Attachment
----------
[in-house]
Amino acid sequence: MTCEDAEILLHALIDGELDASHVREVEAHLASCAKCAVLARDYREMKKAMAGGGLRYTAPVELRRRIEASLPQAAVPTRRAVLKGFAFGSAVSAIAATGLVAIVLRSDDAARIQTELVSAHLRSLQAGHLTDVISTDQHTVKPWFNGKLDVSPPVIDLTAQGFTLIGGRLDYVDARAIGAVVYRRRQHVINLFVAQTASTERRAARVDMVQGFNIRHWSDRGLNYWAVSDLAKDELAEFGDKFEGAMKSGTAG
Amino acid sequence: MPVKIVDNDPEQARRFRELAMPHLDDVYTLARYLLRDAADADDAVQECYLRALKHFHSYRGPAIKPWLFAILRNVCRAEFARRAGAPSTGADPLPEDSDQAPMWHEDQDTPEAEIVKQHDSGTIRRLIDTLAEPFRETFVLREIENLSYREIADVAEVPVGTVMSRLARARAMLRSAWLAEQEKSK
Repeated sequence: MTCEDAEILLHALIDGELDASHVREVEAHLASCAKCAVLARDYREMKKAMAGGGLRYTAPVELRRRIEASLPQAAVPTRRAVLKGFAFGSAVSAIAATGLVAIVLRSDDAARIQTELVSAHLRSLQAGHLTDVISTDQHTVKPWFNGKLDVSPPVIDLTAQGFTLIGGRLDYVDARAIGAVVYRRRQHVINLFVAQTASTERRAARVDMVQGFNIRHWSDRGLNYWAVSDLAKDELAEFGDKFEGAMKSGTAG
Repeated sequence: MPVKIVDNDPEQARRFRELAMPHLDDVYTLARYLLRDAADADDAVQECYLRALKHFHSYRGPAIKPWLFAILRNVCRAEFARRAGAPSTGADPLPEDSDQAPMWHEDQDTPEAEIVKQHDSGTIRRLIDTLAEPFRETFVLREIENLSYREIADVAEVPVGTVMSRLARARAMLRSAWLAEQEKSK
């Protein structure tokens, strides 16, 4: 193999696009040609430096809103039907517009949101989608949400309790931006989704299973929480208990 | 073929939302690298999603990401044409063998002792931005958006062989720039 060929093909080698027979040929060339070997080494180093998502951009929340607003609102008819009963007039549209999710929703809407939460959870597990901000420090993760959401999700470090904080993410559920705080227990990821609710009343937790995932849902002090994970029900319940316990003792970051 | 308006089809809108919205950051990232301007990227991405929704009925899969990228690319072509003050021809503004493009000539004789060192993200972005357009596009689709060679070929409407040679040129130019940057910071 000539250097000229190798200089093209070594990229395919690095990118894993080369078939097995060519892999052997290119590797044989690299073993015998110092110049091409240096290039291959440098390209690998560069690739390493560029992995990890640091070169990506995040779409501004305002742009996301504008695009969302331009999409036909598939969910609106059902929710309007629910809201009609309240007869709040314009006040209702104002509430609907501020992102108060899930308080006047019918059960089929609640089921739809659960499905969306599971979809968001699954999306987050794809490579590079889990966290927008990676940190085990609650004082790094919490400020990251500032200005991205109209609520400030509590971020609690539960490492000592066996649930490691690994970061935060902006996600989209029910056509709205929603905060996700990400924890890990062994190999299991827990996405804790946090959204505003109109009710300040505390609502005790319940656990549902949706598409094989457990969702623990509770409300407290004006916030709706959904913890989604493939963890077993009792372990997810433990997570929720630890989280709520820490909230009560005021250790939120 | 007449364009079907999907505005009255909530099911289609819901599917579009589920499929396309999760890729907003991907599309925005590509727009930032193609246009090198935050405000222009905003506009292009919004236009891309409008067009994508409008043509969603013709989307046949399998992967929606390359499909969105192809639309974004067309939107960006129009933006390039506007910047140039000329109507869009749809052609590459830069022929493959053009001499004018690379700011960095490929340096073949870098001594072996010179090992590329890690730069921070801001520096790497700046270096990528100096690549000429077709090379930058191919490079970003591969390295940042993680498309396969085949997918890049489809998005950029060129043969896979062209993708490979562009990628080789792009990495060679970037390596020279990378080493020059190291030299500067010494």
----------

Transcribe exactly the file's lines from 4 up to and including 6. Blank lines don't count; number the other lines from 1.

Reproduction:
Repeated sequence: MTCEDAEILLHALIDGELDASHVREVEAHLASCAKCAVLARDYREMKKAMAGGGLRYTAPVELRRRIEASLPQAAVPTRRAVLKGFAFGSAVSAIAATGLVAIVLRSDDAARIQTELVSAHLRSLQAGHLTDVISTDQHTVKPWFNGKLDVSPPVIDLTAQGFTLIGGRLDYVDARAIGAVVYRRRQHVINLFVAQTASTERRAARVDMVQGFNIRHWSDRGLNYWAVSDLAKDELAEFGDKFEGAMKSGTAG
Repeated sequence: MPVKIVDNDPEQARRFRELAMPHLDDVYTLARYLLRDAADADDAVQECYLRALKHFHSYRGPAIKPWLFAILRNVCRAEFARRAGAPSTGADPLPEDSDQAPMWHEDQDTPEAEIVKQHDSGTIRRLIDTLAEPFRETFVLREIENLSYREIADVAEVPVGTVMSRLARARAMLRSAWLAEQEKSK
């Protein structure tokens, strides 16, 4: 193999696009040609430096809103039907517009949101989608949400309790931006989704299973929480208990 | 073929939302690298999603990401044409063998002792931005958006062989720039 060929093909080698027979040929060339070997080494180093998502951009929340607003609102008819009963007039549209999710929703809407939460959870597990901000420090993760959401999700470090904080993410559920705080227990990821609710009343937790995932849902002090994970029900319940316990003792970051 | 308006089809809108919205950051990232301007990227991405929704009925899969990228690319072509003050021809503004493009000539004789060192993200972005357009596009689709060679070929409407040679040129130019940057910071 000539250097000229190798200089093209070594990229395919690095990118894993080369078939097995060519892999052997290119590797044989690299073993015998110092110049091409240096290039291959440098390209690998560069690739390493560029992995990890640091070169990506995040779409501004305002742009996301504008695009969302331009999409036909598939969910609106059902929710309007629910809201009609309240007869709040314009006040209702104002509430609907501020992102108060899930308080006047019918059960089929609640089921739809659960499905969306599971979809968001699954999306987050794809490579590079889990966290927008990676940190085990609650004082790094919490400020990251500032200005991205109209609520400030509590971020609690539960490492000592066996649930490691690994970061935060902006996600989209029910056509709205929603905060996700990400924890890990062994190999299991827990996405804790946090959204505003109109009710300040505390609502005790319940656990549902949706598409094989457990969702623990509770409300407290004006916030709706959904913890989604493939963890077993009792372990997810433990997570929720630890989280709520820490909230009560005021250790939120 | 007449364009079907999907505005009255909530099911289609819901599917579009589920499929396309999760890729907003991907599309925005590509727009930032193609246009090198935050405000222009905003506009292009919004236009891309409008067009994508409008043509969603013709989307046949399998992967929606390359499909969105192809639309974004067309939107960006129009933006390039506007910047140039000329109507869009749809052609590459830069022929493959053009001499004018690379700011960095490929340096073949870098001594072996010179090992590329890690730069921070801001520096790497700046270096990528100096690549000429077709090379930058191919490079970003591969390295940042993680498309396969085949997918890049489809998005950029060129043969896979062209993708490979562009990628080789792009990495060679970037390596020279990378080493020059190291030299500067010494």